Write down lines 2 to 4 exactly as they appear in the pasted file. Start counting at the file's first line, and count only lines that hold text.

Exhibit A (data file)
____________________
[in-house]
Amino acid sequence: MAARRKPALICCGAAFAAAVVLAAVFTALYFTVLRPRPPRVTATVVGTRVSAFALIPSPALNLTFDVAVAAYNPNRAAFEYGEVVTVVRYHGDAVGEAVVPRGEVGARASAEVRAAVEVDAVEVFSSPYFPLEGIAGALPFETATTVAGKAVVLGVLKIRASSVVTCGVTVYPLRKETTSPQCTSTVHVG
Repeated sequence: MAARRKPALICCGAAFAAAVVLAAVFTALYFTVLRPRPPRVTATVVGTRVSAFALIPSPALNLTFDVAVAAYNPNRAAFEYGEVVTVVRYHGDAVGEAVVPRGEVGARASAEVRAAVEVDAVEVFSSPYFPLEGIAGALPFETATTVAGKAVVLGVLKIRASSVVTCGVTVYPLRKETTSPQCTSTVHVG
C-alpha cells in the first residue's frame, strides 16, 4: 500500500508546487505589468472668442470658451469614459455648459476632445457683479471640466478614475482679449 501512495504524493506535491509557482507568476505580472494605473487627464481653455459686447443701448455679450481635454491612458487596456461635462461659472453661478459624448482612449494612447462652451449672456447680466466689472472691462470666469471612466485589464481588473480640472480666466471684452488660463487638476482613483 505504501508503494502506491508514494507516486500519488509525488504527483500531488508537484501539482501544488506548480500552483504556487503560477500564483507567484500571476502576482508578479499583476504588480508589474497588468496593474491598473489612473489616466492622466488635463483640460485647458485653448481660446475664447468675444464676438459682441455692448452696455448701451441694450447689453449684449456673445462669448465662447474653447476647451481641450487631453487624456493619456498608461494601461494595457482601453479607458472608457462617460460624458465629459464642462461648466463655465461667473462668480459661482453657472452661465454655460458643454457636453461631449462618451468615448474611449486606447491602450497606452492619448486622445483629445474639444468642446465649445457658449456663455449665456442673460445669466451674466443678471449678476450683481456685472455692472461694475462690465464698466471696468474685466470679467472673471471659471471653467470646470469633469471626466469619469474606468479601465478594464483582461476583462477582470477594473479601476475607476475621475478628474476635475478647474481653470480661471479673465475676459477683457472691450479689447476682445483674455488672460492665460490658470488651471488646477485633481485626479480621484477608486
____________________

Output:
Amino acid sequence: MAARRKPALICCGAAFAAAVVLAAVFTALYFTVLRPRPPRVTATVVGTRVSAFALIPSPALNLTFDVAVAAYNPNRAAFEYGEVVTVVRYHGDAVGEAVVPRGEVGARASAEVRAAVEVDAVEVFSSPYFPLEGIAGALPFETATTVAGKAVVLGVLKIRASSVVTCGVTVYPLRKETTSPQCTSTVHVG
Repeated sequence: MAARRKPALICCGAAFAAAVVLAAVFTALYFTVLRPRPPRVTATVVGTRVSAFALIPSPALNLTFDVAVAAYNPNRAAFEYGEVVTVVRYHGDAVGEAVVPRGEVGARASAEVRAAVEVDAVEVFSSPYFPLEGIAGALPFETATTVAGKAVVLGVLKIRASSVVTCGVTVYPLRKETTSPQCTSTVHVG
C-alpha cells in the first residue's frame, strides 16, 4: 500500500508546487505589468472668442470658451469614459455648459476632445457683479471640466478614475482679449 501512495504524493506535491509557482507568476505580472494605473487627464481653455459686447443701448455679450481635454491612458487596456461635462461659472453661478459624448482612449494612447462652451449672456447680466466689472472691462470666469471612466485589464481588473480640472480666466471684452488660463487638476482613483 505504501508503494502506491508514494507516486500519488509525488504527483500531488508537484501539482501544488506548480500552483504556487503560477500564483507567484500571476502576482508578479499583476504588480508589474497588468496593474491598473489612473489616466492622466488635463483640460485647458485653448481660446475664447468675444464676438459682441455692448452696455448701451441694450447689453449684449456673445462669448465662447474653447476647451481641450487631453487624456493619456498608461494601461494595457482601453479607458472608457462617460460624458465629459464642462461648466463655465461667473462668480459661482453657472452661465454655460458643454457636453461631449462618451468615448474611449486606447491602450497606452492619448486622445483629445474639444468642446465649445457658449456663455449665456442673460445669466451674466443678471449678476450683481456685472455692472461694475462690465464698466471696468474685466470679467472673471471659471471653467470646470469633469471626466469619469474606468479601465478594464483582461476583462477582470477594473479601476475607476475621475478628474476635475478647474481653470480661471479673465475676459477683457472691450479689447476682445483674455488672460492665460490658470488651471488646477485633481485626479480621484477608486